Good morning. May the Lord bless and keep you today.
Today’s Kindle deals includes a nice list of theological works from Crossway.
(Yesterday on the blog: Fruitfulness and Usefulness)
This is a sweet Father’s Day tribute.
Speaking of Father’s Day, “This morning, with Father’s Day right around the corner, I prodded my usually matter-of-fact, non-introspective husband to dig deep into what he’s learned in his 20+ years of fatherhood. He doesn’t love it when I do this, but after some nagging gentle prodding, the wisdom started to flow.” It’s a good little list he came up with.
This is so important. “We each need to recognize how digital tools like social media are constantly shaping or discipling us each day. We must realize that the power these digital mediums have over us is not only altering how we think about truth, the world around us, and our neighbors but also altering how we depict ourselves. The reality is that we often mimic what we see online to the detriment of our souls and public witness.”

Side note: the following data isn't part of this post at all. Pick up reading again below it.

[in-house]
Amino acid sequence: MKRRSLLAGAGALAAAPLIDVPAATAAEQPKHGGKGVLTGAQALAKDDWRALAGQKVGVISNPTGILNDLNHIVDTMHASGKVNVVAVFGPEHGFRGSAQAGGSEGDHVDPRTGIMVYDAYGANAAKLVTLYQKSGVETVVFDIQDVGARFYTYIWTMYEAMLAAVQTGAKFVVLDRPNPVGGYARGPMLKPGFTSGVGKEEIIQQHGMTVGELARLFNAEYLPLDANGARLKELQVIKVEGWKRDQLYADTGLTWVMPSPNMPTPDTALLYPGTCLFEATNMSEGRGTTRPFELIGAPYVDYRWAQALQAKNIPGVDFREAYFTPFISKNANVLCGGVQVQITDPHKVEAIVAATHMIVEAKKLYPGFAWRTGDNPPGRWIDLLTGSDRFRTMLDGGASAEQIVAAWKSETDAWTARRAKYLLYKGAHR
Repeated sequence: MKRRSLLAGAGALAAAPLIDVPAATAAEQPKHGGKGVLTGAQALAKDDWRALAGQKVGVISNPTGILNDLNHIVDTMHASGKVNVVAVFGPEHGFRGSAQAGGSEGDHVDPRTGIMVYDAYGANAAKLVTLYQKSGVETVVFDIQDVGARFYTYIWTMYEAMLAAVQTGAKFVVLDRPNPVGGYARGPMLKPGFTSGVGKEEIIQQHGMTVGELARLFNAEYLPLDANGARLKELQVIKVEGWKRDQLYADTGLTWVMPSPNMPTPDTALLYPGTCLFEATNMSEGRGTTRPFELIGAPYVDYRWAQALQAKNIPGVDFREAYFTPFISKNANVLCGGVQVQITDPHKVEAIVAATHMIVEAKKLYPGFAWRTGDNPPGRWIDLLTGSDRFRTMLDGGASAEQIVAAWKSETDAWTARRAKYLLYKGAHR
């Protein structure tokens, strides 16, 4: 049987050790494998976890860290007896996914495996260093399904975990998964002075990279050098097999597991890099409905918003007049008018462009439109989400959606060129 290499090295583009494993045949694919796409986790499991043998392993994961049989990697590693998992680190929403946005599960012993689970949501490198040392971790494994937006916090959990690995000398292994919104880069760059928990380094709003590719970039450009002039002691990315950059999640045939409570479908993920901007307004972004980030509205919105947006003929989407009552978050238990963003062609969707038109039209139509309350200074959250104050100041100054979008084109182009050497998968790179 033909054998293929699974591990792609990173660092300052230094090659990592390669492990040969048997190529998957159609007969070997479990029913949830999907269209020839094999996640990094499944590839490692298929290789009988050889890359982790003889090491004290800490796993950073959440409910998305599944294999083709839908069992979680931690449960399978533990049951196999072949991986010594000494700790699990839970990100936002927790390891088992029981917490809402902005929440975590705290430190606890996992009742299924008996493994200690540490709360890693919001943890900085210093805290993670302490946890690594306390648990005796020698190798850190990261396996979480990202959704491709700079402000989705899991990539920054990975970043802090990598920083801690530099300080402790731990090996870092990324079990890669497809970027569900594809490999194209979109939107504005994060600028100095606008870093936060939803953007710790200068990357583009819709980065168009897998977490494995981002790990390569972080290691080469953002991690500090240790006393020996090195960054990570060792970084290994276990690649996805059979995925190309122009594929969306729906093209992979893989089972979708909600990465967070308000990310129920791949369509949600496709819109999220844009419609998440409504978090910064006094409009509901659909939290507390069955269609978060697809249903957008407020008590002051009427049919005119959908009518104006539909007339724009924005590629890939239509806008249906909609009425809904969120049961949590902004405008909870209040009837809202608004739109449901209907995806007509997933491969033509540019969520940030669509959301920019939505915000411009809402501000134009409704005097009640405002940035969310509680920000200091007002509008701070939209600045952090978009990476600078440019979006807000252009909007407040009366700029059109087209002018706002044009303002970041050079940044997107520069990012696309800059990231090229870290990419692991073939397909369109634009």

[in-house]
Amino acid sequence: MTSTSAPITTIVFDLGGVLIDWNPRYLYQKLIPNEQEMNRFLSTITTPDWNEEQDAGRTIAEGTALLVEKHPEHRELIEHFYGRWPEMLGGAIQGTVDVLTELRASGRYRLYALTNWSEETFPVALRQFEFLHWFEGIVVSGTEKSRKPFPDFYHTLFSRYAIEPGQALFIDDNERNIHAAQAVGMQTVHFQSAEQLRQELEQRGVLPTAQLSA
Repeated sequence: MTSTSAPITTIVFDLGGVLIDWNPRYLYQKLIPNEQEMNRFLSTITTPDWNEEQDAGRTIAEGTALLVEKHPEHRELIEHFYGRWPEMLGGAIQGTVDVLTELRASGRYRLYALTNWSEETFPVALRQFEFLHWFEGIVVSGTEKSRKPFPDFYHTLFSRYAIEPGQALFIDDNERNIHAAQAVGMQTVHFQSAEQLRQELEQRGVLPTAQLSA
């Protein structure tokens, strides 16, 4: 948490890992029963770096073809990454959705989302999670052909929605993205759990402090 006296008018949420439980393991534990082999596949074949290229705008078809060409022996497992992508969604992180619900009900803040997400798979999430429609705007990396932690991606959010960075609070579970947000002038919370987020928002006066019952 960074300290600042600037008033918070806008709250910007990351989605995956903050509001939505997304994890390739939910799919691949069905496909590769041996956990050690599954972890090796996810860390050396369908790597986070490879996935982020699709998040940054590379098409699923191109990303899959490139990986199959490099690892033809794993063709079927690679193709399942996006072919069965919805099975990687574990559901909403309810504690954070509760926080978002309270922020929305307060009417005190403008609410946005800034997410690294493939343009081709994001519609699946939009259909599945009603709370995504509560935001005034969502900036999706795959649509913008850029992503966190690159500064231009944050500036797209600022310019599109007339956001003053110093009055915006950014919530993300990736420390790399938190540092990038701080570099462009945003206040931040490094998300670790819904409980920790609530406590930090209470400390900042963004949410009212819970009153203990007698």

And while on the subject of social media, “There are many social-media-savvy people who are choking on sanctimony and lacking in compassion, who can fluidly pontificate on Twitter about kindness but are unable to actually show kindness.”
John Piper: “First, don’t be critical of your fellow believer without manifesting strong affections of brotherly love. You can see how I’m saying it because I’m leaving room for all the texts that say to correct one another, admonish one another, rebuke one another. You’ve got to pass judgment if you’re going to obey the Bible.”
I found this a really interesting look at how auto-tune works and why it is in some ways harming music.
Erik Raymond asks whether you’re unintentionally joining the parade.
When you are weary and burdened, God is always available to help. He may not remove that burden from you, but he will certainly straighten your spine and shore you up as you carry it.
Only he who can say, ‘The Lord is the strength of my life’ can go on to say, ‘Of whom shall I be afraid?’ —Alexander Maclaren